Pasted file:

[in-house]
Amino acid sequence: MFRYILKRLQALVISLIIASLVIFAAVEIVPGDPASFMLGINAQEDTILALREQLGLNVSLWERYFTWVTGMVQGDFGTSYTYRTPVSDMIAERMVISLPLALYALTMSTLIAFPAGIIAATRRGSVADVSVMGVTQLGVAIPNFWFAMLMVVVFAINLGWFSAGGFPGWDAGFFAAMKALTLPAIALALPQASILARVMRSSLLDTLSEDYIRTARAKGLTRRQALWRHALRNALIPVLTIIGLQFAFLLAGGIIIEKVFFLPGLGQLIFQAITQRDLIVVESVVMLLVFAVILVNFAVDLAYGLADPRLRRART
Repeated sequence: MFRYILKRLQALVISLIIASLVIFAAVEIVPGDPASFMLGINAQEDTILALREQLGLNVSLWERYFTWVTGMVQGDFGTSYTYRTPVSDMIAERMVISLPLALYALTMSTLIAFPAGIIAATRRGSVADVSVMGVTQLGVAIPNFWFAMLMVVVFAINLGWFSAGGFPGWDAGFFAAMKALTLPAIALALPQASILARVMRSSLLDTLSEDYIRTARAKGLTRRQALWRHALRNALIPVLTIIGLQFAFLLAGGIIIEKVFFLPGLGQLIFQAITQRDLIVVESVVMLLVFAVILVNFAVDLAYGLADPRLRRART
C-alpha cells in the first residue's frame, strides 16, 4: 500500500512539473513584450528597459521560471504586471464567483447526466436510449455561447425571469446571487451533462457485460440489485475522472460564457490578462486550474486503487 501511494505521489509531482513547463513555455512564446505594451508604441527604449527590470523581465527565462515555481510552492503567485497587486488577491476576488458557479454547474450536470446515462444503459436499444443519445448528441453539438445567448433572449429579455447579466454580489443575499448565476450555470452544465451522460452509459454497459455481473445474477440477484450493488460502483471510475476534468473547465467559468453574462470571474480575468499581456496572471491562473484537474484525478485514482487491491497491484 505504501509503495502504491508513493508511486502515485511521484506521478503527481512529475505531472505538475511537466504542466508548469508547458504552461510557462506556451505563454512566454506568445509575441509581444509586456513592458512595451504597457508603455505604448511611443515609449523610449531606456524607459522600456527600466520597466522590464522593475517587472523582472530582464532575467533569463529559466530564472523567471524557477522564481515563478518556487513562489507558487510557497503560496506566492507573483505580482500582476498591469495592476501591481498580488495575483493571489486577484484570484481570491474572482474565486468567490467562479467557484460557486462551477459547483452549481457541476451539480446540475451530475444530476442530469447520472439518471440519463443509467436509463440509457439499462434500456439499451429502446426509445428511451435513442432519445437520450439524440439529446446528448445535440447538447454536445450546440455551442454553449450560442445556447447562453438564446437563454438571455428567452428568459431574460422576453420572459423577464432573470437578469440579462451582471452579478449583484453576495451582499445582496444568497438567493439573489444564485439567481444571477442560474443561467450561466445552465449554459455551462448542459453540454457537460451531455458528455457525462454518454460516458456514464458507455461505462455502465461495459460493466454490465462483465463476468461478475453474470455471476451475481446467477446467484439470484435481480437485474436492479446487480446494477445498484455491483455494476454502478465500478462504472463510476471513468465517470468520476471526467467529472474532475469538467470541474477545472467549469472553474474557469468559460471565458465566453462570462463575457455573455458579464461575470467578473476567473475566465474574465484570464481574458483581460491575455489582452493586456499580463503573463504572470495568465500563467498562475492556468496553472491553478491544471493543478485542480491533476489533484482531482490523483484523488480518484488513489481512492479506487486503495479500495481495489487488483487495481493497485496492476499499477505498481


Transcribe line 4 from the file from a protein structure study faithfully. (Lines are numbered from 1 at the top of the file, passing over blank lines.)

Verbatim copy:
C-alpha cells in the first residue's frame, strides 16, 4: 500500500512539473513584450528597459521560471504586471464567483447526466436510449455561447425571469446571487451533462457485460440489485475522472460564457490578462486550474486503487 501511494505521489509531482513547463513555455512564446505594451508604441527604449527590470523581465527565462515555481510552492503567485497587486488577491476576488458557479454547474450536470446515462444503459436499444443519445448528441453539438445567448433572449429579455447579466454580489443575499448565476450555470452544465451522460452509459454497459455481473445474477440477484450493488460502483471510475476534468473547465467559468453574462470571474480575468499581456496572471491562473484537474484525478485514482487491491497491484 505504501509503495502504491508513493508511486502515485511521484506521478503527481512529475505531472505538475511537466504542466508548469508547458504552461510557462506556451505563454512566454506568445509575441509581444509586456513592458512595451504597457508603455505604448511611443515609449523610449531606456524607459522600456527600466520597466522590464522593475517587472523582472530582464532575467533569463529559466530564472523567471524557477522564481515563478518556487513562489507558487510557497503560496506566492507573483505580482500582476498591469495592476501591481498580488495575483493571489486577484484570484481570491474572482474565486468567490467562479467557484460557486462551477459547483452549481457541476451539480446540475451530475444530476442530469447520472439518471440519463443509467436509463440509457439499462434500456439499451429502446426509445428511451435513442432519445437520450439524440439529446446528448445535440447538447454536445450546440455551442454553449450560442445556447447562453438564446437563454438571455428567452428568459431574460422576453420572459423577464432573470437578469440579462451582471452579478449583484453576495451582499445582496444568497438567493439573489444564485439567481444571477442560474443561467450561466445552465449554459455551462448542459453540454457537460451531455458528455457525462454518454460516458456514464458507455461505462455502465461495459460493466454490465462483465463476468461478475453474470455471476451475481446467477446467484439470484435481480437485474436492479446487480446494477445498484455491483455494476454502478465500478462504472463510476471513468465517470468520476471526467467529472474532475469538467470541474477545472467549469472553474474557469468559460471565458465566453462570462463575457455573455458579464461575470467578473476567473475566465474574465484570464481574458483581460491575455489582452493586456499580463503573463504572470495568465500563467498562475492556468496553472491553478491544471493543478485542480491533476489533484482531482490523483484523488480518484488513489481512492479506487486503495479500495481495489487488483487495481493497485496492476499499477505498481